How AI Can Aid the Agriculture Sector

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How AI Can Aid the Agriculture Sector

Satellites, unmanned aerial vehicles and remote sensors monitor farms 24 hours a day, enabling the farmers to monitor their crops in new and better ways.

With so much industrial machinery starting to rely on and work effectively through artificial intelligence (AI), it was inevitable that the food and agriculture field would adopt the technology as well. The industry has had many changes over the past century, and the pace with which we grow food has increased, which has enabled the industry to meet the ever-growing demand.

That said, there is a desperate need for production to be more effective to meet demands in the future. One of the first steps of the farming industry into the automatic machinery was when Autonomous Tractor Cooperation (ATC) presented a prototype of an unmanned tractor named Spirit.

The truck was equipped with auto-drive technology, which combined laser gyroscope and radio navigations with the AI technologies. The first time a human will have to drive the tractor and the system will record all the movements that the truck makes. The truck can then work without having a driver, after its first manned operation. It will go through the same directions that the driver had taken during the manual operation.

Cognitive Technologies, a Russian company also has developed a tractor equipped with video cameras, navigation sensors, inertia and computing units. These additions allow the system to detect dangerous objects while also defining their size and coordinates, which then create high-precision maps.

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The latest development is from Tesla Motors, which has announced automatic trucks that are capable of transporting goods through self-driving technology. The technology may be out of reach for farmers now, but in the future, Tesla Motors aims to have its vehicles in widespread use in a variety transportation sectors, including the fresh harvest.

The future of AI and agriculture

However, those examples are just the innovation of old machinery with few additions. The goal of artificial intelligence is that one machine can do the work more efficiently and with more precision than a human. The machine should be able to take in its environment and come up with its own solution based on rationality and a specified goal.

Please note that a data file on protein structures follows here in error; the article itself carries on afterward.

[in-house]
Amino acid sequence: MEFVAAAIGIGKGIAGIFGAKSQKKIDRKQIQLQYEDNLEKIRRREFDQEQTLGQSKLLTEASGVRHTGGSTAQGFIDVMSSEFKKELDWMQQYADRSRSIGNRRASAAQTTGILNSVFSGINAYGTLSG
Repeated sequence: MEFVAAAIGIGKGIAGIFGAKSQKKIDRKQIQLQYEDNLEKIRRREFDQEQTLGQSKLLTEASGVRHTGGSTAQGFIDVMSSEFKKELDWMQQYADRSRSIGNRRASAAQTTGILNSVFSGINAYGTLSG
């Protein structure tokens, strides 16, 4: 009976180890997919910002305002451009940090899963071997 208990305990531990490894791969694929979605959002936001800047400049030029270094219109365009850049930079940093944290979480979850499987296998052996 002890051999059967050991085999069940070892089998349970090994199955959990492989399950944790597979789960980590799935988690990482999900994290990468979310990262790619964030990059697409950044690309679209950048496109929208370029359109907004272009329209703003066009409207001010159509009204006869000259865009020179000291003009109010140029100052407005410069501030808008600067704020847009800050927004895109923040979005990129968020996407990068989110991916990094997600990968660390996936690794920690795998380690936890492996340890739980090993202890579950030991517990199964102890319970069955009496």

The aim of AI-modified farming equipment is that it learns from the work that it does and become more vigilant and smarter than the last time it was working. It should be able to predict the outcome of a certain scenario and be able to act on its own accord to find a solution for any problem.

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Due to all these above requirements, digital agriculture has also been on the rise. Satellites, unmanned aerial vehicle (UAVs) and remote sensors have been developed and modified to monitor farms 24 hours a day every day, enabling the farmers to monitor their crops in a better way and be updated about when the harvest is ready.

Furthermore, these machines are able to monitor the fertility of the soil and how rich in minerals the soil, while this equipment also generate data on plant health. You will also discover anything related to weather due to these connected farming and be warned well in advance if any unfavorable weather conditions are approaching.

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Remote sensors are enabled through algorithms that let them interpret a statistical data and communicate it to the farmer. When farmers are more educated about their crops and soil, they will be able to increase their productivity by working on the aspects they may have been missing out due to the lack of knowledge.

AI in agricultural landscape will help farmers produce more with fewer errors. When AI enters the farming industry, there will be more accuracy relating to the expected yield at the end of the year. The only step is to educate the farmers in the best possible way for them to use these advanced technologies to help themselves and help the consumer market as well.

Rachael Everly

About Rachael Everly

Rachael Everly is an undergraduate information and technology student who writes on topics related to business, finance, technology and education. Currently, she is working for Quip Enterprises LLC, a leading machinery trader that offers used heavy equipment to its customers.

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